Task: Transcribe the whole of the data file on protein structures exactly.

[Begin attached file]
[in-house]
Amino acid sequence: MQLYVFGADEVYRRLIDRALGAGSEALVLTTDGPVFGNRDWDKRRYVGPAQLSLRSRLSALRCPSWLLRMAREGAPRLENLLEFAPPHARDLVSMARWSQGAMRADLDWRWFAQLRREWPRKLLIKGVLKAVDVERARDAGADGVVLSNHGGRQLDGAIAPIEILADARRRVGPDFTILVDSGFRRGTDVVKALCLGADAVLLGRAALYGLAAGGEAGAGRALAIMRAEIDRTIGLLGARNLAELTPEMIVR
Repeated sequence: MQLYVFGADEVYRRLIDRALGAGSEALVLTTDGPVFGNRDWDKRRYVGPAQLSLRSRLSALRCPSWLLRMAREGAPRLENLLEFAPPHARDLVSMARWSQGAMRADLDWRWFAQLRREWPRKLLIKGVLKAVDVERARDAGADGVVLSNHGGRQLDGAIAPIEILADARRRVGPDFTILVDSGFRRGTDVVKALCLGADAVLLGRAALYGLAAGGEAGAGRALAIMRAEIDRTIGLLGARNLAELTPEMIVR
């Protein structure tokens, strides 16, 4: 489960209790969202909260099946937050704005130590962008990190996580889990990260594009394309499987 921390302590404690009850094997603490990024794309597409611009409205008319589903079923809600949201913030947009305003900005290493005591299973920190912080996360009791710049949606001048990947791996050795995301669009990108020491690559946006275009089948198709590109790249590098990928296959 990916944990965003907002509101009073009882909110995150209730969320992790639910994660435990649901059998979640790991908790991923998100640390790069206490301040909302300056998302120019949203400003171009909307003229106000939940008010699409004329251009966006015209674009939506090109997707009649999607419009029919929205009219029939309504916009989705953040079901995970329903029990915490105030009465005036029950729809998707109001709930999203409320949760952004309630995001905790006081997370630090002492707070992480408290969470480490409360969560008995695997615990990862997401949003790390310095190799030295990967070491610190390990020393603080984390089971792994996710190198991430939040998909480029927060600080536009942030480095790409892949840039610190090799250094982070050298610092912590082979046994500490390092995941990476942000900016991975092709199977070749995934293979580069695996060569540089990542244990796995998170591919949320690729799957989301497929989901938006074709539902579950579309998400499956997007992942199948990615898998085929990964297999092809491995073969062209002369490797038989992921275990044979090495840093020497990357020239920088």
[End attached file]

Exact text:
[in-house]
Amino acid sequence: MQLYVFGADEVYRRLIDRALGAGSEALVLTTDGPVFGNRDWDKRRYVGPAQLSLRSRLSALRCPSWLLRMAREGAPRLENLLEFAPPHARDLVSMARWSQGAMRADLDWRWFAQLRREWPRKLLIKGVLKAVDVERARDAGADGVVLSNHGGRQLDGAIAPIEILADARRRVGPDFTILVDSGFRRGTDVVKALCLGADAVLLGRAALYGLAAGGEAGAGRALAIMRAEIDRTIGLLGARNLAELTPEMIVR
Repeated sequence: MQLYVFGADEVYRRLIDRALGAGSEALVLTTDGPVFGNRDWDKRRYVGPAQLSLRSRLSALRCPSWLLRMAREGAPRLENLLEFAPPHARDLVSMARWSQGAMRADLDWRWFAQLRREWPRKLLIKGVLKAVDVERARDAGADGVVLSNHGGRQLDGAIAPIEILADARRRVGPDFTILVDSGFRRGTDVVKALCLGADAVLLGRAALYGLAAGGEAGAGRALAIMRAEIDRTIGLLGARNLAELTPEMIVR
């Protein structure tokens, strides 16, 4: 489960209790969202909260099946937050704005130590962008990190996580889990990260594009394309499987 921390302590404690009850094997603490990024794309597409611009409205008319589903079923809600949201913030947009305003900005290493005591299973920190912080996360009791710049949606001048990947791996050795995301669009990108020491690559946006275009089948198709590109790249590098990928296959 990916944990965003907002509101009073009882909110995150209730969320992790639910994660435990649901059998979640790991908790991923998100640390790069206490301040909302300056998302120019949203400003171009909307003229106000939940008010699409004329251009966006015209674009939506090109997707009649999607419009029919929205009219029939309504916009989705953040079901995970329903029990915490105030009465005036029950729809998707109001709930999203409320949760952004309630995001905790006081997370630090002492707070992480408290969470480490409360969560008995695997615990990862997401949003790390310095190799030295990967070491610190390990020393603080984390089971792994996710190198991430939040998909480029927060600080536009942030480095790409892949840039610190090799250094982070050298610092912590082979046994500490390092995941990476942000900016991975092709199977070749995934293979580069695996060569540089990542244990796995998170591919949320690729799957989301497929989901938006074709539902579950579309998400499956997007992942199948990615898998085929990964297999092809491995073969062209002369490797038989992921275990044979090495840093020497990357020239920088």